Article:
A connected community without language barriers

Addressing Regional Challenges in Interpreting

Tasmanian NAATI Regional Advisory Committee (RAC)

Wanda Buza, Chair

The difficulty of obtaining the service of credentialed interpreters in Australian regional, rural and remote communities has been a long standing and ongoing challenge, particularly in languages spoken by new and emerging communities, as many new arrivals are still mastering their own proficiency in the English language.

While the Tasmanian Government’s Multicultural Language Service Guidelines for Tasmanian Government Agencies, require agencies to use the services of NAATI credentialed interpreters where possible in order to be confident of the skill and quality of interpreting, the guidelines of themselves cannot address problems of supply.

In introducing its current credentialing framework in 2018, NAATI took account of the challenges imposed by the constantly changing nature and diversity of new languages arising from new waves of migration, as well as the specific challenges for regional Australia with its smaller dispersed communities. Two key positive changes have been the introduction of educational prerequisites to sit credentialing tests and the introduction of an entry-level credential designed to encourage un-credentialed interpreters operating in the community to engage with NAATI through a structured and supported pathway.

With support of NAATI, Tasmania has been able to move ahead with several projects designed to increase the supply of credentialed interpreters.

A pilot Interpreter Training scholarship program was established in 2019. Advice was provided by the Tasmanian NAATI RAC that classroom-based learning combined with online learning was the preferred model to be piloted, given the funding envelope.

The Scholarship program provided $1000 per student towards the cost of undertaking the RMIT University’s Online Course for NAATI Certification. Seventeen Interpreters in new languages in demand successfully completed the course. In 2020 two further rounds were held with five graduates becoming recognised practicing interpreters and 13 interpreters qualifying to sit the NAATI language test as Certified Provisional interpreters.

The Annual Scholarship program has been jointly funded by NAATI and the Tasmanian Government.

The Tasmanian NAATI RAC looks forward to an exciting year ahead. In 2021 we will be:

  • running the 2021 Interpreter Scholarship Program;
  • piloting a new Auslan Interpreting Scholarship program;
  • supporting AUSIT development of a new training program for interpreters working in a family violence and child-abuse settings;
  • providing input into a Tasmanian Government cross- cultural competency training program and
  • reviewing the Multicultural Language Services Guidelines for Tasmanian Government Agencies.

Over the last year Auslan Interpreters have been playing a prominent role in ensuring that deaf community is receiving COVID-19 information at the same time as their hearing counterparts. Advice has been provided by the Premier’s Disability Advisory Council, of the need for more Auslan Interpreters in Tasmania. Information Sessions were held in Hobart and Launceston in late January for interpreters interested in seeking NAATI Certification in Auslan.

“Around the country, NAATI RACs have a valuable role to play in bringing the key stakeholders together to address regional challenges, and to use their combined expertise, local knowledge, and insights to address gaps in training, and develop and trial new solutions to increase accessibility to skilled credentialed interpreters in regional communities.”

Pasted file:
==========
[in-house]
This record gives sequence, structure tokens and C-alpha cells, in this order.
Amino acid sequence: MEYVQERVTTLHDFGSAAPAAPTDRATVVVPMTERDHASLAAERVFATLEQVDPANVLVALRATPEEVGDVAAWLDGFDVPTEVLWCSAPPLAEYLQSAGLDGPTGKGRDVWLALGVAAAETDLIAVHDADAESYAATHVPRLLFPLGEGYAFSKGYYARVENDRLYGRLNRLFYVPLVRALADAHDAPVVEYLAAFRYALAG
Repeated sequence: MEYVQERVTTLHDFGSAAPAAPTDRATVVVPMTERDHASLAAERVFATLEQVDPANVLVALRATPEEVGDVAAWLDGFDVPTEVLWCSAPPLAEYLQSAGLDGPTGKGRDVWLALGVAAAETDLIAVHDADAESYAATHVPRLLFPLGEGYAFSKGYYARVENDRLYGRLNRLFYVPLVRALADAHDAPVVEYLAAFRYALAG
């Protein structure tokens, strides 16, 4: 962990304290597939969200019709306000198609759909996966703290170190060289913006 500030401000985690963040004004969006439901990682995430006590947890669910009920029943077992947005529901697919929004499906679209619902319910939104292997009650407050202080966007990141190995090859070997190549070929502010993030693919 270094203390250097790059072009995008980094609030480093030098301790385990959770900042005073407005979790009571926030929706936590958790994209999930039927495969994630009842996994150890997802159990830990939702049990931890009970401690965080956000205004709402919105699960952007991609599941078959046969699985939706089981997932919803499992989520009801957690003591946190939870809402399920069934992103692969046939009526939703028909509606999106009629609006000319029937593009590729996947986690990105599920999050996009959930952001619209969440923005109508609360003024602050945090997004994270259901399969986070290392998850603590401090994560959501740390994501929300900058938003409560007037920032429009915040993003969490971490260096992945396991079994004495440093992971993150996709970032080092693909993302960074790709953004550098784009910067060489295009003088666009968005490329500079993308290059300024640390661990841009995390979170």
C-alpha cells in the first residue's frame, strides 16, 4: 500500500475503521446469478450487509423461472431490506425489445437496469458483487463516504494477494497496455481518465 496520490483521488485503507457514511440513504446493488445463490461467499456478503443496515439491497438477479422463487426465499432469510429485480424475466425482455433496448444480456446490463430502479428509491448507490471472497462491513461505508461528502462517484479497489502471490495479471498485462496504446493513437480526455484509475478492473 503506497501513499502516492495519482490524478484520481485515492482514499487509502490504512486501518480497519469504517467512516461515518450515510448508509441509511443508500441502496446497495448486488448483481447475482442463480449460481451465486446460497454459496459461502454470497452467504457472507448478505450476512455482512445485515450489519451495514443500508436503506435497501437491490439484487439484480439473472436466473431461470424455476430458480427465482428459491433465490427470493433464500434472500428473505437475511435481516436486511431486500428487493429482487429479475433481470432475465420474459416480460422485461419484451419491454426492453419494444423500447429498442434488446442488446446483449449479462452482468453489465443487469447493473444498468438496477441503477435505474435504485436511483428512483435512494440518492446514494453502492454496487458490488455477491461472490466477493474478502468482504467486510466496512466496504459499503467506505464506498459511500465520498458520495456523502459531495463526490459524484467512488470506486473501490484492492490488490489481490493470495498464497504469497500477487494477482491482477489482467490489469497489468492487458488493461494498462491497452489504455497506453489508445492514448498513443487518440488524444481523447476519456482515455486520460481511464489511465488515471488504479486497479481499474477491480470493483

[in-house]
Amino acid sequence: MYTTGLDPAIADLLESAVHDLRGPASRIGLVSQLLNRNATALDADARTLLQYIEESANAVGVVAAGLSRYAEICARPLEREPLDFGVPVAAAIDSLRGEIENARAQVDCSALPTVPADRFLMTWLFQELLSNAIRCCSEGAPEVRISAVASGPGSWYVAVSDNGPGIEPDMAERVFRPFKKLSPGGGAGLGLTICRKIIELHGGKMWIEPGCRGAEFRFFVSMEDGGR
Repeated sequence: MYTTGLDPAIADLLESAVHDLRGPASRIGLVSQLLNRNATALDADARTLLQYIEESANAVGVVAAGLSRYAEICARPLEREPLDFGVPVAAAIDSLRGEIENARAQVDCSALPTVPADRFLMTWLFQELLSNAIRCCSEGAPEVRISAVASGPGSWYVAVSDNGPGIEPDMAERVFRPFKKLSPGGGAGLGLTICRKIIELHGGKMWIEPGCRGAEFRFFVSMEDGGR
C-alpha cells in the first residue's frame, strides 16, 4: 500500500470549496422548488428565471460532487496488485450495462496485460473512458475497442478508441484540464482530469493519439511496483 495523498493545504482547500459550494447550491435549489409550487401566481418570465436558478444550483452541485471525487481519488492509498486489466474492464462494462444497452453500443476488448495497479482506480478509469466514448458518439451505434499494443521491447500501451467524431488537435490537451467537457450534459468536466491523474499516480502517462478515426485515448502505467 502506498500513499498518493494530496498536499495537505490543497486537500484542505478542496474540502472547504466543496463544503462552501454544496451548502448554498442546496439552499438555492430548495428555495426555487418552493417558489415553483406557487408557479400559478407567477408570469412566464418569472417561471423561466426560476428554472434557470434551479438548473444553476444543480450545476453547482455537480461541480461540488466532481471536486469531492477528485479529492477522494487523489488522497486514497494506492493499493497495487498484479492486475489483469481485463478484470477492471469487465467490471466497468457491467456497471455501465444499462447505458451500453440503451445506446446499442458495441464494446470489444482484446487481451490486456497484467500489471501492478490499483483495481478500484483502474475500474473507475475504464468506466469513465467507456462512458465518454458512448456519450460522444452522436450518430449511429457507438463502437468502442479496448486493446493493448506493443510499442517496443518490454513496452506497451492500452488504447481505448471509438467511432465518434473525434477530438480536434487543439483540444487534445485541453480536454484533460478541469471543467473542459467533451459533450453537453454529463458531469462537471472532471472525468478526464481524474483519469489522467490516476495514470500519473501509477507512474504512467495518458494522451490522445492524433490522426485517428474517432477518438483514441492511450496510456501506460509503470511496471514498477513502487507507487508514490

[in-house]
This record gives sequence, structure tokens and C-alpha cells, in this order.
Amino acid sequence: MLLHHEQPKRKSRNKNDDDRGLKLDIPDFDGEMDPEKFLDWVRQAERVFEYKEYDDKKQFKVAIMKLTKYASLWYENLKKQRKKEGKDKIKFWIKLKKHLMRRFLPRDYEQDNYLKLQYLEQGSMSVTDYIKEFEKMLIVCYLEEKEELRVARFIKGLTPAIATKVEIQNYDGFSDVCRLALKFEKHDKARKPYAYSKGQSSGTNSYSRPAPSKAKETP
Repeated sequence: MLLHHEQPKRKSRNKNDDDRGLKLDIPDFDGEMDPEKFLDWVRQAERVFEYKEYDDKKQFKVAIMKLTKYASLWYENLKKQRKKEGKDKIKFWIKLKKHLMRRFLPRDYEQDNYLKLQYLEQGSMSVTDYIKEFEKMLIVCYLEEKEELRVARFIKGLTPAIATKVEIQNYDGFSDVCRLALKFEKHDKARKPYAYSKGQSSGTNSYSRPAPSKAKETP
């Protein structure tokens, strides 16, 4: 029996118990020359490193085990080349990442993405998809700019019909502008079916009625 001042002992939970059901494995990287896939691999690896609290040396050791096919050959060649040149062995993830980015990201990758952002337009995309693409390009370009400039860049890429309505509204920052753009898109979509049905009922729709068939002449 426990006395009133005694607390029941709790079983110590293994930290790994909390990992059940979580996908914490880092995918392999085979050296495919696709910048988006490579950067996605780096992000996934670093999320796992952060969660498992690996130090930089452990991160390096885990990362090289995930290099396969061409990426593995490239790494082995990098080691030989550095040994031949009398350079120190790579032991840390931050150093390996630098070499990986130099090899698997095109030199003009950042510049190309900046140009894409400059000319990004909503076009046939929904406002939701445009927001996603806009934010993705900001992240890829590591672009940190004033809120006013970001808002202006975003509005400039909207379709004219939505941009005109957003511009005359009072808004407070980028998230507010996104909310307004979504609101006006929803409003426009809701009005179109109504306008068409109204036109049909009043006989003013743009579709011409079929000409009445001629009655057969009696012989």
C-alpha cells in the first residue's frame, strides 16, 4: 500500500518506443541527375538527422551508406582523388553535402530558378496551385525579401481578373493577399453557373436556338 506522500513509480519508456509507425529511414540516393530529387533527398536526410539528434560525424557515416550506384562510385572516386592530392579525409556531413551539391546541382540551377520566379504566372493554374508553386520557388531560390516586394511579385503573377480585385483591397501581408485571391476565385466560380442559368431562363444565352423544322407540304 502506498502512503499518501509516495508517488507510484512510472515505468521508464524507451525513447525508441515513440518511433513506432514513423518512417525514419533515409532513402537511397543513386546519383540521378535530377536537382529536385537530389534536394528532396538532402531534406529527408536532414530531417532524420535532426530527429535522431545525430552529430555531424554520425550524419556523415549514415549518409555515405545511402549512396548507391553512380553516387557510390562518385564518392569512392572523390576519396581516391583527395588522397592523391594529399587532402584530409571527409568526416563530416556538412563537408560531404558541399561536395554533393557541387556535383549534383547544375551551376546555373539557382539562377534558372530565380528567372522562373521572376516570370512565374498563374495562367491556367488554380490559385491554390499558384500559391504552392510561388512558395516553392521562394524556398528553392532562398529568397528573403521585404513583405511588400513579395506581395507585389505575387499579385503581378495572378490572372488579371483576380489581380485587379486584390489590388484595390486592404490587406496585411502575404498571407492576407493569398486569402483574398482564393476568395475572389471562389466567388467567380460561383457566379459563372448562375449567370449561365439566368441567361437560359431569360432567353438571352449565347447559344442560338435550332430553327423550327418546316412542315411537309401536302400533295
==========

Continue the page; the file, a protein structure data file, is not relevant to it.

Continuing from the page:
The Tasmanian NAATI RAC comprises members from State and Commonwealth Government agencies, Language Services Providers, AUSIT, Expression Australia, Professionals Australia, and NAATI practitioners.

Responding to COVID-19

There is no doubt times have been challenging and Governments around Australia have been called upon to respond to the threat of COVID-19 within the community. Agencies have worked in partnership with multicultural leaders, health workers and community services to reach out to communities to share information on minimising transmission, and to assist families and individuals to access services and support.

A COVID-19 Migrant Support Network was established to support collaboration across government, alongside community organisations, service providers, and the community.

Over the last year our language service providers have been playing a critical role in enabling Tasmanian Government COVID-19 information to be translated into multiple languages. The responsive of our language service providers and NAATI credentialed translators in enabling information to be translated quickly into languages is demand has been much appreciated.

Facts sheets have been prepared on a wide range of issues including community gatherings, testing information, and hospital and aged care visits.

Where information has not been available in languages required by our new and emerging communities, the Government has and is continuing to arrange for additional language translations. Meetings have been organised with community groups and leaders using interpreters and bicultural workers to ensure up-to-date information has been and continues to be distributed through settlement service providers, other multicultural services and organisations, and language service providers.

As we move towards the COVID-19 recovery period, the Tasmanian NAATI RAC will continue to play an important role in addressing language barriers to ensure our multicultural communities stay connected, engaged and informed.

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